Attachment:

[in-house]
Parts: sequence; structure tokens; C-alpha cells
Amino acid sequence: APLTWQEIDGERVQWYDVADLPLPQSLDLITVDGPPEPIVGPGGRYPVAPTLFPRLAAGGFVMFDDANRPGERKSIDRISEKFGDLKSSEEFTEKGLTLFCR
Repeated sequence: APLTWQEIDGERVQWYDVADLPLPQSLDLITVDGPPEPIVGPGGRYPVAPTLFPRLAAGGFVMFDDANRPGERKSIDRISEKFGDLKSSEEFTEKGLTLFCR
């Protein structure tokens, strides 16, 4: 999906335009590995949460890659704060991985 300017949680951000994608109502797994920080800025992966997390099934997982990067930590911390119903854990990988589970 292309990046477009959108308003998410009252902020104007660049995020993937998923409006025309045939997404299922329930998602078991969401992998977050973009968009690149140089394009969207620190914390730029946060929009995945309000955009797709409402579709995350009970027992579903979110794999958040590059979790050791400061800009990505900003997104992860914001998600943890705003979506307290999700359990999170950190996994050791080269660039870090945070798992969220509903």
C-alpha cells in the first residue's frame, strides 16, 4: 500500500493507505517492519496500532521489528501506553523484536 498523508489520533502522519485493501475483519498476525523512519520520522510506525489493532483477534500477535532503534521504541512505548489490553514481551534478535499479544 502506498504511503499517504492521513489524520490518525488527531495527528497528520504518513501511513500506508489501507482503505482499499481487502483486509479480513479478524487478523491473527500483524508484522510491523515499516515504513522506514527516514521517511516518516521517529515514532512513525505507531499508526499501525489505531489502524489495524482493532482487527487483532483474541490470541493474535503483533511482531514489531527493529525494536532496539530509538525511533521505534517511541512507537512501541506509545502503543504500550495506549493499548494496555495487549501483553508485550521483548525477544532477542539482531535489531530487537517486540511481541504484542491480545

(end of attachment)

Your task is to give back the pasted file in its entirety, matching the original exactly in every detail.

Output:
[in-house]
Parts: sequence; structure tokens; C-alpha cells
Amino acid sequence: APLTWQEIDGERVQWYDVADLPLPQSLDLITVDGPPEPIVGPGGRYPVAPTLFPRLAAGGFVMFDDANRPGERKSIDRISEKFGDLKSSEEFTEKGLTLFCR
Repeated sequence: APLTWQEIDGERVQWYDVADLPLPQSLDLITVDGPPEPIVGPGGRYPVAPTLFPRLAAGGFVMFDDANRPGERKSIDRISEKFGDLKSSEEFTEKGLTLFCR
């Protein structure tokens, strides 16, 4: 999906335009590995949460890659704060991985 300017949680951000994608109502797994920080800025992966997390099934997982990067930590911390119903854990990988589970 292309990046477009959108308003998410009252902020104007660049995020993937998923409006025309045939997404299922329930998602078991969401992998977050973009968009690149140089394009969207620190914390730029946060929009995945309000955009797709409402579709995350009970027992579903979110794999958040590059979790050791400061800009990505900003997104992860914001998600943890705003979506307290999700359990999170950190996994050791080269660039870090945070798992969220509903």
C-alpha cells in the first residue's frame, strides 16, 4: 500500500493507505517492519496500532521489528501506553523484536 498523508489520533502522519485493501475483519498476525523512519520520522510506525489493532483477534500477535532503534521504541512505548489490553514481551534478535499479544 502506498504511503499517504492521513489524520490518525488527531495527528497528520504518513501511513500506508489501507482503505482499499481487502483486509479480513479478524487478523491473527500483524508484522510491523515499516515504513522506514527516514521517511516518516521517529515514532512513525505507531499508526499501525489505531489502524489495524482493532482487527487483532483474541490470541493474535503483533511482531514489531527493529525494536532496539530509538525511533521505534517511541512507537512501541506509545502503543504500550495506549493499548494496555495487549501483553508485550521483548525477544532477542539482531535489531530487537517486540511481541504484542491480545